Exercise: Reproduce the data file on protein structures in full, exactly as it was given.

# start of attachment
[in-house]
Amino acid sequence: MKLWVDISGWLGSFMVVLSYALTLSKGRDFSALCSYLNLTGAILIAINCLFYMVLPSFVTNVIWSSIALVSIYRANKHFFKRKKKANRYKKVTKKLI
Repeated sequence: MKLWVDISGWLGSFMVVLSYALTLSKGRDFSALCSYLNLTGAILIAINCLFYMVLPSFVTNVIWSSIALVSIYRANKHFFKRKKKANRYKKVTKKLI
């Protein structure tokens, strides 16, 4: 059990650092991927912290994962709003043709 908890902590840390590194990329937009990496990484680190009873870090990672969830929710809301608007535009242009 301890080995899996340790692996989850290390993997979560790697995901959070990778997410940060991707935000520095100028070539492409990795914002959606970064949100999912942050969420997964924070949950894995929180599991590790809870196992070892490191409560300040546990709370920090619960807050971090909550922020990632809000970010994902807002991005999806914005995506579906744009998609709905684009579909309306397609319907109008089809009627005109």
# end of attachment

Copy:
[in-house]
Amino acid sequence: MKLWVDISGWLGSFMVVLSYALTLSKGRDFSALCSYLNLTGAILIAINCLFYMVLPSFVTNVIWSSIALVSIYRANKHFFKRKKKANRYKKVTKKLI
Repeated sequence: MKLWVDISGWLGSFMVVLSYALTLSKGRDFSALCSYLNLTGAILIAINCLFYMVLPSFVTNVIWSSIALVSIYRANKHFFKRKKKANRYKKVTKKLI
């Protein structure tokens, strides 16, 4: 059990650092991927912290994962709003043709 908890902590840390590194990329937009990496990484680190009873870090990672969830929710809301608007535009242009 301890080995899996340790692996989850290390993997979560790697995901959070990778997410940060991707935000520095100028070539492409990795914002959606970064949100999912942050969420997964924070949950894995929180599991590790809870196992070892490191409560300040546990709370920090619960807050971090909550922020990632809000970010994902807002991005999806914005995506579906744009998609709905684009579909309306397609319907109008089809009627005109």